Ying-Hui Fu, Ph.D., professor, department of neurology, University of California, San Francisco. For pioneering the identification of genes that have significant contribution to human circadian behaviors and genetic causes of altered sleep onset and duration, including familial advanced sleep phase and familial natural short sleep.
William A. Gahl, M.D., Ph.D., senior investigator, Medical Genetics Branch, and clinical director, National Human Genome Research Institute, National Institutes of Health, Bethesda, Md. For contributions that include creating the Undiagnosed Diseases Program within intramural NIH to meld individualized patient care with next-generation sequencing and to provide insights into new mechanisms of disease; spearheading expansion to the national Undiagnosed Diseases Network and the Undiagnosed Disease Network International; and championing the sharing of genetic databases and best practices.
Joshua A. Gordon, M.D., Ph.D., director, National Institute of Mental Health, National Institutes of Health, Bethesda, Md. For research demonstrating how distant brain regions cooperate and coordinate their activity in order to guide behavior, and how this coordination is disrupted in experimental systems relevant to psychiatric disorders.
Scott Gottlieb, M.D., commissioner, U.S. Food and Drug Administration, Silver Spring, Md. For influencing a wide range of public health issues, including key contributions on biomedical innovation policy, tobacco policy, and consumer protection and education.
David Allen Hafler, M.D., M.Sc., William S. and Lois Stiles Edgerly Professor of Neurology and Professor of Immunobiology, and chair, department of neurology, Yale School of Medicine, New Haven, Conn. For seminal discoveries defining the pathogenesis of multiple sclerosis (MS), including identification of autoreactive T cells and mechanisms that underlie their dysregulation, and the discovery of susceptibility genes that lead to MS.
Evelynn Maxine Hammonds, Ph.D., Barbara Gutmann Rosenkrantz Professor of the History of Science, professor of African and African-American studies, and chair, department of history of science, Harvard University, Cambridge, Mass. For being one of the nation's most influential historians investigating the relationship of race, science, and medicine, and her work in clarifying the use of the concept of race as it relates to important health disparities.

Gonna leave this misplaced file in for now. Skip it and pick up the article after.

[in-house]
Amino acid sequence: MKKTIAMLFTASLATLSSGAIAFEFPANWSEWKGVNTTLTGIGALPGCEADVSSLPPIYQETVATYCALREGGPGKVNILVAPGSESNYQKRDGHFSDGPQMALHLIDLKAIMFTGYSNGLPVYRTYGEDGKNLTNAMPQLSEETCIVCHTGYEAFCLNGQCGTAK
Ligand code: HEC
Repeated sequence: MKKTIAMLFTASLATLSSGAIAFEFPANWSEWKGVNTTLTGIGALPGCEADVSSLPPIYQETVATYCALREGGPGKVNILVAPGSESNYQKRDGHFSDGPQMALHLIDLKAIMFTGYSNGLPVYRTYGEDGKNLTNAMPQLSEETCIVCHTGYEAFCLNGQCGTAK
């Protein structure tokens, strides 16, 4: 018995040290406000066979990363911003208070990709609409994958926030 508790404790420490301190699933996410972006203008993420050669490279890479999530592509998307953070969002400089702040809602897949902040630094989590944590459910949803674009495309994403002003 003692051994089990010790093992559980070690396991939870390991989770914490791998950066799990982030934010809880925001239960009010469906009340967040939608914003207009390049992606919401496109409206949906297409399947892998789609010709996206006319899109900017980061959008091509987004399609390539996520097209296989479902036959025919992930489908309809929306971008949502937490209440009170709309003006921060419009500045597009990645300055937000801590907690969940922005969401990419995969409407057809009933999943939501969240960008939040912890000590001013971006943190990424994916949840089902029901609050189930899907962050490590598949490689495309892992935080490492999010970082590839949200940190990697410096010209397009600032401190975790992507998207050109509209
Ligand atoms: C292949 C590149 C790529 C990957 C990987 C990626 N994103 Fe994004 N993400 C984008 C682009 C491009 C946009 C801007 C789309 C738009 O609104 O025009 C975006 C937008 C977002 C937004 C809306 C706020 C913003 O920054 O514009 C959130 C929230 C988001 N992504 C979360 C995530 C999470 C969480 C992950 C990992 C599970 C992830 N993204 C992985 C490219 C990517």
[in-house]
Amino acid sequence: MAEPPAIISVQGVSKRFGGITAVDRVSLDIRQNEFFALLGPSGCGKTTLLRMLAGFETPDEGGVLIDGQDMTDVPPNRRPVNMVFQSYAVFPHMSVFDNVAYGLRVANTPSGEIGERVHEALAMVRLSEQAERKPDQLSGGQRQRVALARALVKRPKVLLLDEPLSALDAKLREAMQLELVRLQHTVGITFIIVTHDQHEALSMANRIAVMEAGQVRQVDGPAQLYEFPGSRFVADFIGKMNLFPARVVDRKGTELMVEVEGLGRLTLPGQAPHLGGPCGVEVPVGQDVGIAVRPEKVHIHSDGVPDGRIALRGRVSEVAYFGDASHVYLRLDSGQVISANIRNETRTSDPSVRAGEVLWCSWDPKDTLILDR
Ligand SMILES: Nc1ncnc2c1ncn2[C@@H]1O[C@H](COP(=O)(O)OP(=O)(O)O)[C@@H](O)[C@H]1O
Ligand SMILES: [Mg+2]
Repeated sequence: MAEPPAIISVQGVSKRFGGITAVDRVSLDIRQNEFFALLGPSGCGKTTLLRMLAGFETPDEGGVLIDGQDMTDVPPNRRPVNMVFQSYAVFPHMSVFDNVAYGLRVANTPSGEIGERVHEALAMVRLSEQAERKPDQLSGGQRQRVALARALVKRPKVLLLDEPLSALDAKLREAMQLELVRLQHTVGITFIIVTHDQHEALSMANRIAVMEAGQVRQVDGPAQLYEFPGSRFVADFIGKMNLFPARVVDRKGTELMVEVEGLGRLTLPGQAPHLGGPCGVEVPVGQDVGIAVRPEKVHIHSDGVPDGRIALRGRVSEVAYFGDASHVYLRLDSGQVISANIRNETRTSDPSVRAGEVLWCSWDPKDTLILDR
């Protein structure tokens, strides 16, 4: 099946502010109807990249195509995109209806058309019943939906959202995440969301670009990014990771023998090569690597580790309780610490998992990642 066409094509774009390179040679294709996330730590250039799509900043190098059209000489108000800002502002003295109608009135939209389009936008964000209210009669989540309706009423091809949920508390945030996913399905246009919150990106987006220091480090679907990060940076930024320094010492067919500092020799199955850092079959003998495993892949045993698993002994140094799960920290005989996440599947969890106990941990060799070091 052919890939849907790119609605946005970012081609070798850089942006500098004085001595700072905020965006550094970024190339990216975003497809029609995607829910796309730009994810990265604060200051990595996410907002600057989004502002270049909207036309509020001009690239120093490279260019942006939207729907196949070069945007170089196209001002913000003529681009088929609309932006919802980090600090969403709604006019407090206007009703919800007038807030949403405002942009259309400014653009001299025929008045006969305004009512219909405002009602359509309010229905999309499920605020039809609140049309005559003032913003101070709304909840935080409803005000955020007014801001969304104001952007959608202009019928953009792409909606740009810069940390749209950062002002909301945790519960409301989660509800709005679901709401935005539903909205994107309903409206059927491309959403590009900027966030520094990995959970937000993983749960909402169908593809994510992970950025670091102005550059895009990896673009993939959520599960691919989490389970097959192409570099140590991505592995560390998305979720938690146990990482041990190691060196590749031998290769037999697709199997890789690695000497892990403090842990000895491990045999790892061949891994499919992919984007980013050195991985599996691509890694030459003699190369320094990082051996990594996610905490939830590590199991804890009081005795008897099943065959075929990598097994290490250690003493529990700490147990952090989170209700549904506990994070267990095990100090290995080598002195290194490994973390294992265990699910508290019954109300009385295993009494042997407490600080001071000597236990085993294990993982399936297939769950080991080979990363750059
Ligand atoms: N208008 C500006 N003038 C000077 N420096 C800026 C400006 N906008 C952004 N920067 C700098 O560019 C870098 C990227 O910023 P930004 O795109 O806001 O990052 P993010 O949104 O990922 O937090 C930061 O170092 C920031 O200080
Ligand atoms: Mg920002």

David Newcomb Herndon, M.D., FACS, Jesse H. Jones Distinguished Chair in Burn Surgery, professor, department of pediatrics, and director, Institute for Translational Sciences, University of Texas Medical Branch; and director of research, Shriners Hospitals for Children, Galveston, Texas. For numerous contributions as a leading surgeon-scientist that have improved our understanding of the metabolic effects of burn injury and changed how burned patients are treated.
Steven M. Holland, M.D., NIH Distinguished Investigator, director, Division of Intramural Research, and chief, immunopathogenesis section, Laboratory of Clinical Immunology and Microbiology, National Institute of Allergy and Infectious Diseases, National Institutes of Health, Bethesda, Md. For distinguished achievements in primary immunodeficiencies and infectious diseases, including the recognition, treatment, genomic identification, and cure of previously unexplained diseases as well as the identification and characterization of novel pathogens in those diseases.
Amy Houtrow, M.D., Ph.D., M.P.H., associate professor of physical medicine and rehabilitation and pediatrics, department of physical medicine and rehabilitation, University of Pittsburgh, Pittsburgh. For research evaluating disability trends in childhood and the interactions among families, the health system, and social factors, which has uncovered disparities with enormous policy implications for the pediatric population.
Jeffrey Alan Hubbell, Ph.D., Eugene Bell Professor in Tissue Engineering, Institute for Molecular Engineering, University of Chicago, Chicago. For pioneering the development of cell responsive (bioactive) materials and inventing biomaterials that are now widely utilized in regenerative medicine.
John P.A. Ioannidis, M.D., D.Sc., C.F. Rehnborg Professor in Disease Prevention, professor of medicine, health research and policy, biomedical data science, and statistics, and co-director, Meta-Research Innovation Center at Stanford, Stanford University, Stanford, Calif. For his dedication to rigorous, reproducible, and transparent health science, for his seminal work on meta-research, for his calls for quality in evidence, and for the positive impact it has had on the reliability and utility of scientific information throughout the sciences.